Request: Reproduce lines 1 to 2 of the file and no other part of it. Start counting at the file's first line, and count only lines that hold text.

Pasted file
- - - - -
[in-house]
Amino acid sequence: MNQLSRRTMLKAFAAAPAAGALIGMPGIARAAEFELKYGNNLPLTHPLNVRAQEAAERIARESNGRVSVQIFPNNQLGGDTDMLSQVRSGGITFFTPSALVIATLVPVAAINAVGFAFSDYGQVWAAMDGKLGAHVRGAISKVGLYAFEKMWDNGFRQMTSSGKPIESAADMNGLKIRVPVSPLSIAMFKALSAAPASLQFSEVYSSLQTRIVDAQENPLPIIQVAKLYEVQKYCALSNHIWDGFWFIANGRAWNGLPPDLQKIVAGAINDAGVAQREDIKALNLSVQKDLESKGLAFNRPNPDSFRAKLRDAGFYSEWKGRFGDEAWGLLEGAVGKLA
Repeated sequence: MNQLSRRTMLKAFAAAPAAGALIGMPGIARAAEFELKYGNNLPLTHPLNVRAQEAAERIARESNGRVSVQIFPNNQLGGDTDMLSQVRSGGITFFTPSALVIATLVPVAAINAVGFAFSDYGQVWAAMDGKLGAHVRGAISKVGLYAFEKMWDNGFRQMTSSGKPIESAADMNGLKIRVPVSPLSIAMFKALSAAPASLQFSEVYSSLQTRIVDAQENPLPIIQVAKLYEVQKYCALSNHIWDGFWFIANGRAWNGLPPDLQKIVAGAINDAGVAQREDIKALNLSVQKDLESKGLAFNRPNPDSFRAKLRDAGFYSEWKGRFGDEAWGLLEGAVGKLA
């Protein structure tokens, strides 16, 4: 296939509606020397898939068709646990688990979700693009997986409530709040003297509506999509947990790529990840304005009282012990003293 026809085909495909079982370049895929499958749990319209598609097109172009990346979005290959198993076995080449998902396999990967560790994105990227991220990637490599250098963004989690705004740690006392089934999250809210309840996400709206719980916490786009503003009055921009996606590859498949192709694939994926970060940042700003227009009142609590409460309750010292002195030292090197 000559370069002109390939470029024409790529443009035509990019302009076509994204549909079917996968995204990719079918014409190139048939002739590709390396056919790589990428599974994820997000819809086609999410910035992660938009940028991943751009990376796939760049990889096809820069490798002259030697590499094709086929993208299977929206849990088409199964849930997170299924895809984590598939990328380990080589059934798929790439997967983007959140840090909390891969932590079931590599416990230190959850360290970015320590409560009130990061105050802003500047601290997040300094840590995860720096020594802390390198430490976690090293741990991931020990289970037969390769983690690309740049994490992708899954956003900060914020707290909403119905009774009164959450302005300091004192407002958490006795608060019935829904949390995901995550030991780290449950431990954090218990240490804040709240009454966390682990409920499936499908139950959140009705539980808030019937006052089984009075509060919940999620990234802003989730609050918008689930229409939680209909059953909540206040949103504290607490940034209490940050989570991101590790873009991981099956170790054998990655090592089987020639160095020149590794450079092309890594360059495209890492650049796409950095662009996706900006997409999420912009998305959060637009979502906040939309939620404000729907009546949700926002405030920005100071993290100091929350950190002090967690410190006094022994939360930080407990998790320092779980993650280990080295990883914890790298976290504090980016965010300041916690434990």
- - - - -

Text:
[in-house]
Amino acid sequence: MNQLSRRTMLKAFAAAPAAGALIGMPGIARAAEFELKYGNNLPLTHPLNVRAQEAAERIARESNGRVSVQIFPNNQLGGDTDMLSQVRSGGITFFTPSALVIATLVPVAAINAVGFAFSDYGQVWAAMDGKLGAHVRGAISKVGLYAFEKMWDNGFRQMTSSGKPIESAADMNGLKIRVPVSPLSIAMFKALSAAPASLQFSEVYSSLQTRIVDAQENPLPIIQVAKLYEVQKYCALSNHIWDGFWFIANGRAWNGLPPDLQKIVAGAINDAGVAQREDIKALNLSVQKDLESKGLAFNRPNPDSFRAKLRDAGFYSEWKGRFGDEAWGLLEGAVGKLA